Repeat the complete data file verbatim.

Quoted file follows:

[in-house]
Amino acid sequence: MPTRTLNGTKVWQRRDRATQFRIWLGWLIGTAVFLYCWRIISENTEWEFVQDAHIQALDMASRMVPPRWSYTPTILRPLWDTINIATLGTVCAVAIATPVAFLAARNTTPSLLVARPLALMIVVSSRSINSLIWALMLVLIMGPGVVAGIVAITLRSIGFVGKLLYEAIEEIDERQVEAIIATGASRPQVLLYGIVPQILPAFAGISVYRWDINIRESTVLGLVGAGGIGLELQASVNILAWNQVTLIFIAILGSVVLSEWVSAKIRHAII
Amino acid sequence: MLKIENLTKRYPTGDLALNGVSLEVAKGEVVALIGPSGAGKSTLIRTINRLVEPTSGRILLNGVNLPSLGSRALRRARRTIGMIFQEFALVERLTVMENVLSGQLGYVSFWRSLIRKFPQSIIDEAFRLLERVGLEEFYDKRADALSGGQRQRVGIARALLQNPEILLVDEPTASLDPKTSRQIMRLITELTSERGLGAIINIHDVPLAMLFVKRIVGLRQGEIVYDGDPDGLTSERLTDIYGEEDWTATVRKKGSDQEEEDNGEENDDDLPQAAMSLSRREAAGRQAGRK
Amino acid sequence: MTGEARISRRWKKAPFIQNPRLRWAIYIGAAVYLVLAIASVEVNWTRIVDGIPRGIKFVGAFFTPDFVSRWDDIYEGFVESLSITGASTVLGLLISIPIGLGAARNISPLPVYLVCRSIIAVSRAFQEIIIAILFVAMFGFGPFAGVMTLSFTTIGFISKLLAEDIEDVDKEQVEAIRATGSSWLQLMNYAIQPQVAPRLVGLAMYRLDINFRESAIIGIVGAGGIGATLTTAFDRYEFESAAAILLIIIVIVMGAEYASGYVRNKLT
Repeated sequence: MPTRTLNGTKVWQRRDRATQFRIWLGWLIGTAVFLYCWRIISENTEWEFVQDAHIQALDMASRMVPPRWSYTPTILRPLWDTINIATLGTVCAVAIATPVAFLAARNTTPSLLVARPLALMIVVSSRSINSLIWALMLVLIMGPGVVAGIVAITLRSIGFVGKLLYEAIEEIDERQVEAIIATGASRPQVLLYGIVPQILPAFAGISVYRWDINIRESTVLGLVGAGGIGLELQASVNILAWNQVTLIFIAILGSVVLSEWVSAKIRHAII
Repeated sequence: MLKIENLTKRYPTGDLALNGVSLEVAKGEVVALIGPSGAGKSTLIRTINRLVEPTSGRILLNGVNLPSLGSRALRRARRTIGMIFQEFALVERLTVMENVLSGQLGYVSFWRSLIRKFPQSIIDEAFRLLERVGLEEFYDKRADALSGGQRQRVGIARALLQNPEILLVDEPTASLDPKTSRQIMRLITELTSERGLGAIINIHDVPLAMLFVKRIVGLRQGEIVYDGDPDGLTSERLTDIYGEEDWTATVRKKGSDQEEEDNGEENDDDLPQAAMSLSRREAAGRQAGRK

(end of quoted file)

[in-house]
Amino acid sequence: MPTRTLNGTKVWQRRDRATQFRIWLGWLIGTAVFLYCWRIISENTEWEFVQDAHIQALDMASRMVPPRWSYTPTILRPLWDTINIATLGTVCAVAIATPVAFLAARNTTPSLLVARPLALMIVVSSRSINSLIWALMLVLIMGPGVVAGIVAITLRSIGFVGKLLYEAIEEIDERQVEAIIATGASRPQVLLYGIVPQILPAFAGISVYRWDINIRESTVLGLVGAGGIGLELQASVNILAWNQVTLIFIAILGSVVLSEWVSAKIRHAII
Amino acid sequence: MLKIENLTKRYPTGDLALNGVSLEVAKGEVVALIGPSGAGKSTLIRTINRLVEPTSGRILLNGVNLPSLGSRALRRARRTIGMIFQEFALVERLTVMENVLSGQLGYVSFWRSLIRKFPQSIIDEAFRLLERVGLEEFYDKRADALSGGQRQRVGIARALLQNPEILLVDEPTASLDPKTSRQIMRLITELTSERGLGAIINIHDVPLAMLFVKRIVGLRQGEIVYDGDPDGLTSERLTDIYGEEDWTATVRKKGSDQEEEDNGEENDDDLPQAAMSLSRREAAGRQAGRK
Amino acid sequence: MTGEARISRRWKKAPFIQNPRLRWAIYIGAAVYLVLAIASVEVNWTRIVDGIPRGIKFVGAFFTPDFVSRWDDIYEGFVESLSITGASTVLGLLISIPIGLGAARNISPLPVYLVCRSIIAVSRAFQEIIIAILFVAMFGFGPFAGVMTLSFTTIGFISKLLAEDIEDVDKEQVEAIRATGSSWLQLMNYAIQPQVAPRLVGLAMYRLDINFRESAIIGIVGAGGIGATLTTAFDRYEFESAAAILLIIIVIVMGAEYASGYVRNKLT
Repeated sequence: MPTRTLNGTKVWQRRDRATQFRIWLGWLIGTAVFLYCWRIISENTEWEFVQDAHIQALDMASRMVPPRWSYTPTILRPLWDTINIATLGTVCAVAIATPVAFLAARNTTPSLLVARPLALMIVVSSRSINSLIWALMLVLIMGPGVVAGIVAITLRSIGFVGKLLYEAIEEIDERQVEAIIATGASRPQVLLYGIVPQILPAFAGISVYRWDINIRESTVLGLVGAGGIGLELQASVNILAWNQVTLIFIAILGSVVLSEWVSAKIRHAII
Repeated sequence: MLKIENLTKRYPTGDLALNGVSLEVAKGEVVALIGPSGAGKSTLIRTINRLVEPTSGRILLNGVNLPSLGSRALRRARRTIGMIFQEFALVERLTVMENVLSGQLGYVSFWRSLIRKFPQSIIDEAFRLLERVGLEEFYDKRADALSGGQRQRVGIARALLQNPEILLVDEPTASLDPKTSRQIMRLITELTSERGLGAIINIHDVPLAMLFVKRIVGLRQGEIVYDGDPDGLTSERLTDIYGEEDWTATVRKKGSDQEEEDNGEENDDDLPQAAMSLSRREAAGRQAGRK